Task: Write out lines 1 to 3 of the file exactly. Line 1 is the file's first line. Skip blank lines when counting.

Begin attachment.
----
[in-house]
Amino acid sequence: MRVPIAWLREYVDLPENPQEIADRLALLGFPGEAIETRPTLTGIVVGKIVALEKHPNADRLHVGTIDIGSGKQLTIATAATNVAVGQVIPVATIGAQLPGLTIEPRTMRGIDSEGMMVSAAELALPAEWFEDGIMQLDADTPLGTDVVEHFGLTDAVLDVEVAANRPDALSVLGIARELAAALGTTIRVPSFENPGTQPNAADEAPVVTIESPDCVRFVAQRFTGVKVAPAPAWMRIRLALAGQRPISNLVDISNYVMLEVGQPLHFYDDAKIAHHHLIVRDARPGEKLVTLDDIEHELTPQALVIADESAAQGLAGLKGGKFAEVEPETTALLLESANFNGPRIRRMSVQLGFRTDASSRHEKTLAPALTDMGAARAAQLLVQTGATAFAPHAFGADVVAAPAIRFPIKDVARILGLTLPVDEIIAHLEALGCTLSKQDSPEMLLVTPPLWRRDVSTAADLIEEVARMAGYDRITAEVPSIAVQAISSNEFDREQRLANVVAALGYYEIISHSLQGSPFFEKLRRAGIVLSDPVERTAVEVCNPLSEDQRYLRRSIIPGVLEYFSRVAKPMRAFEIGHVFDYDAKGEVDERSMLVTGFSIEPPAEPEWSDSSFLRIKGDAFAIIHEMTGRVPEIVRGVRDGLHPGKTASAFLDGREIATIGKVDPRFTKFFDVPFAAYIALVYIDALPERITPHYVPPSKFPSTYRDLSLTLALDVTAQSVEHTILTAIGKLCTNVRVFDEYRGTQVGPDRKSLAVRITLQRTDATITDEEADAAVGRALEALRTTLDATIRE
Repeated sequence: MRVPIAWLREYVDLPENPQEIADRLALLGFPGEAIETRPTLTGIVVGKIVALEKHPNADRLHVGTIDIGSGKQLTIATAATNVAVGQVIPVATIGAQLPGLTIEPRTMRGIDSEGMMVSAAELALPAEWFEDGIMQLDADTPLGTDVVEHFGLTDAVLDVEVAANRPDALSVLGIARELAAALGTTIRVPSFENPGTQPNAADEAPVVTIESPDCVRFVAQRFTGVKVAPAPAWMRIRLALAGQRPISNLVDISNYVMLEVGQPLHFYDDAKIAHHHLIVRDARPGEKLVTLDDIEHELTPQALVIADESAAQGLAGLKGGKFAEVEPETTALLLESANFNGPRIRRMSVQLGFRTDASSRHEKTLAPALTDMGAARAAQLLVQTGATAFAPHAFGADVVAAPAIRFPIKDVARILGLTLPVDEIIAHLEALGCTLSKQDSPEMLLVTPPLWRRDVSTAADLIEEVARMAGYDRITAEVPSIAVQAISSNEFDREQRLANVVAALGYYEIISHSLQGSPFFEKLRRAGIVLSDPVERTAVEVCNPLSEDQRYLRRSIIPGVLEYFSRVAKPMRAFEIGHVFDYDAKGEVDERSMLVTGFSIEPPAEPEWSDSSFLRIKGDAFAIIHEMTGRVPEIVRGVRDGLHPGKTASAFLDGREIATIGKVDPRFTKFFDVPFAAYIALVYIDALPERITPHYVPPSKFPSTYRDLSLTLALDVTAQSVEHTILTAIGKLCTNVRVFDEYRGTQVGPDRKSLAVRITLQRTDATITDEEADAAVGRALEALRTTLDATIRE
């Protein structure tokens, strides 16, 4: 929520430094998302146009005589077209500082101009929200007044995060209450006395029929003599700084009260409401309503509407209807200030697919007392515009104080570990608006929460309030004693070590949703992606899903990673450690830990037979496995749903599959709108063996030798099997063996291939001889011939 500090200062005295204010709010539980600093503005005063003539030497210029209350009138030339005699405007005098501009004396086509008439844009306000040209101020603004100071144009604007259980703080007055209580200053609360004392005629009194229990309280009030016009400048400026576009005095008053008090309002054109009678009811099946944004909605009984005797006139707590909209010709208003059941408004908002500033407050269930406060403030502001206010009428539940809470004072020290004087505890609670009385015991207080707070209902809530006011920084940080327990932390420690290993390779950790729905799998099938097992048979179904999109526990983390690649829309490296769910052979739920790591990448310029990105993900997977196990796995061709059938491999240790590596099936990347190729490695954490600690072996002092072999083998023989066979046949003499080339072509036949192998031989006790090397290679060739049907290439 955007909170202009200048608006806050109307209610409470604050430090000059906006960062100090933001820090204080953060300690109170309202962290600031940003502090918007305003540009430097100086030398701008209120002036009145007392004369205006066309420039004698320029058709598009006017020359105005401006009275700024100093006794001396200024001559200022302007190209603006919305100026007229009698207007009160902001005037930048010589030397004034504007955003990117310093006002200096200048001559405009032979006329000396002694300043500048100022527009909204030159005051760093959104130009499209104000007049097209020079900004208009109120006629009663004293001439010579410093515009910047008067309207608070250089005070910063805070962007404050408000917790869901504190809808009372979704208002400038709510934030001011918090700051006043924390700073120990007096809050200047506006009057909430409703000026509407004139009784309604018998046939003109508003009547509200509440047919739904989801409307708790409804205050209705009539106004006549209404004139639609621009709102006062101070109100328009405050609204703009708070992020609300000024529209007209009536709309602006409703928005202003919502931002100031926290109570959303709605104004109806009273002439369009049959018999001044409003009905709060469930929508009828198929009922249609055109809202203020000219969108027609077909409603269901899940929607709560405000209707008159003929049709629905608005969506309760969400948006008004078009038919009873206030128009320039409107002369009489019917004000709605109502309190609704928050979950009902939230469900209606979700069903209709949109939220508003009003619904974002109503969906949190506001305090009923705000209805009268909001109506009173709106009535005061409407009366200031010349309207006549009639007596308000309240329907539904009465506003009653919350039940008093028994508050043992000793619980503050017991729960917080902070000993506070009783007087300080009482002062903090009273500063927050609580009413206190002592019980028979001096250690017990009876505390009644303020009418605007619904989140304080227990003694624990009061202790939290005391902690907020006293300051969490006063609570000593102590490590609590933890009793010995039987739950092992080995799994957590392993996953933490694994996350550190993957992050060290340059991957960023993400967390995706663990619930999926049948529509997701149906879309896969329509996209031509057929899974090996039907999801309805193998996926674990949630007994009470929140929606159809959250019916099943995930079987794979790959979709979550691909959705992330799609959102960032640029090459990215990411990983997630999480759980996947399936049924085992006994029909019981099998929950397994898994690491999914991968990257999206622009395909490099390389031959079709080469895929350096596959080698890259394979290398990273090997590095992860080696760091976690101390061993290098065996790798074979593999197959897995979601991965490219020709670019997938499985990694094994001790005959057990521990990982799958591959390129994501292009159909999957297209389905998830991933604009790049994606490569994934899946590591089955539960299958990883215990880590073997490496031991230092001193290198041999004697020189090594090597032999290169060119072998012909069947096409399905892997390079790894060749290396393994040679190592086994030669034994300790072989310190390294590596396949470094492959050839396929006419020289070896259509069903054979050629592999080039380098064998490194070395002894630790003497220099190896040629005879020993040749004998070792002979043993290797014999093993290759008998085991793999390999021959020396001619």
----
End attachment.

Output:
[in-house]
Amino acid sequence: MRVPIAWLREYVDLPENPQEIADRLALLGFPGEAIETRPTLTGIVVGKIVALEKHPNADRLHVGTIDIGSGKQLTIATAATNVAVGQVIPVATIGAQLPGLTIEPRTMRGIDSEGMMVSAAELALPAEWFEDGIMQLDADTPLGTDVVEHFGLTDAVLDVEVAANRPDALSVLGIARELAAALGTTIRVPSFENPGTQPNAADEAPVVTIESPDCVRFVAQRFTGVKVAPAPAWMRIRLALAGQRPISNLVDISNYVMLEVGQPLHFYDDAKIAHHHLIVRDARPGEKLVTLDDIEHELTPQALVIADESAAQGLAGLKGGKFAEVEPETTALLLESANFNGPRIRRMSVQLGFRTDASSRHEKTLAPALTDMGAARAAQLLVQTGATAFAPHAFGADVVAAPAIRFPIKDVARILGLTLPVDEIIAHLEALGCTLSKQDSPEMLLVTPPLWRRDVSTAADLIEEVARMAGYDRITAEVPSIAVQAISSNEFDREQRLANVVAALGYYEIISHSLQGSPFFEKLRRAGIVLSDPVERTAVEVCNPLSEDQRYLRRSIIPGVLEYFSRVAKPMRAFEIGHVFDYDAKGEVDERSMLVTGFSIEPPAEPEWSDSSFLRIKGDAFAIIHEMTGRVPEIVRGVRDGLHPGKTASAFLDGREIATIGKVDPRFTKFFDVPFAAYIALVYIDALPERITPHYVPPSKFPSTYRDLSLTLALDVTAQSVEHTILTAIGKLCTNVRVFDEYRGTQVGPDRKSLAVRITLQRTDATITDEEADAAVGRALEALRTTLDATIRE
Repeated sequence: MRVPIAWLREYVDLPENPQEIADRLALLGFPGEAIETRPTLTGIVVGKIVALEKHPNADRLHVGTIDIGSGKQLTIATAATNVAVGQVIPVATIGAQLPGLTIEPRTMRGIDSEGMMVSAAELALPAEWFEDGIMQLDADTPLGTDVVEHFGLTDAVLDVEVAANRPDALSVLGIARELAAALGTTIRVPSFENPGTQPNAADEAPVVTIESPDCVRFVAQRFTGVKVAPAPAWMRIRLALAGQRPISNLVDISNYVMLEVGQPLHFYDDAKIAHHHLIVRDARPGEKLVTLDDIEHELTPQALVIADESAAQGLAGLKGGKFAEVEPETTALLLESANFNGPRIRRMSVQLGFRTDASSRHEKTLAPALTDMGAARAAQLLVQTGATAFAPHAFGADVVAAPAIRFPIKDVARILGLTLPVDEIIAHLEALGCTLSKQDSPEMLLVTPPLWRRDVSTAADLIEEVARMAGYDRITAEVPSIAVQAISSNEFDREQRLANVVAALGYYEIISHSLQGSPFFEKLRRAGIVLSDPVERTAVEVCNPLSEDQRYLRRSIIPGVLEYFSRVAKPMRAFEIGHVFDYDAKGEVDERSMLVTGFSIEPPAEPEWSDSSFLRIKGDAFAIIHEMTGRVPEIVRGVRDGLHPGKTASAFLDGREIATIGKVDPRFTKFFDVPFAAYIALVYIDALPERITPHYVPPSKFPSTYRDLSLTLALDVTAQSVEHTILTAIGKLCTNVRVFDEYRGTQVGPDRKSLAVRITLQRTDATITDEEADAAVGRALEALRTTLDATIRE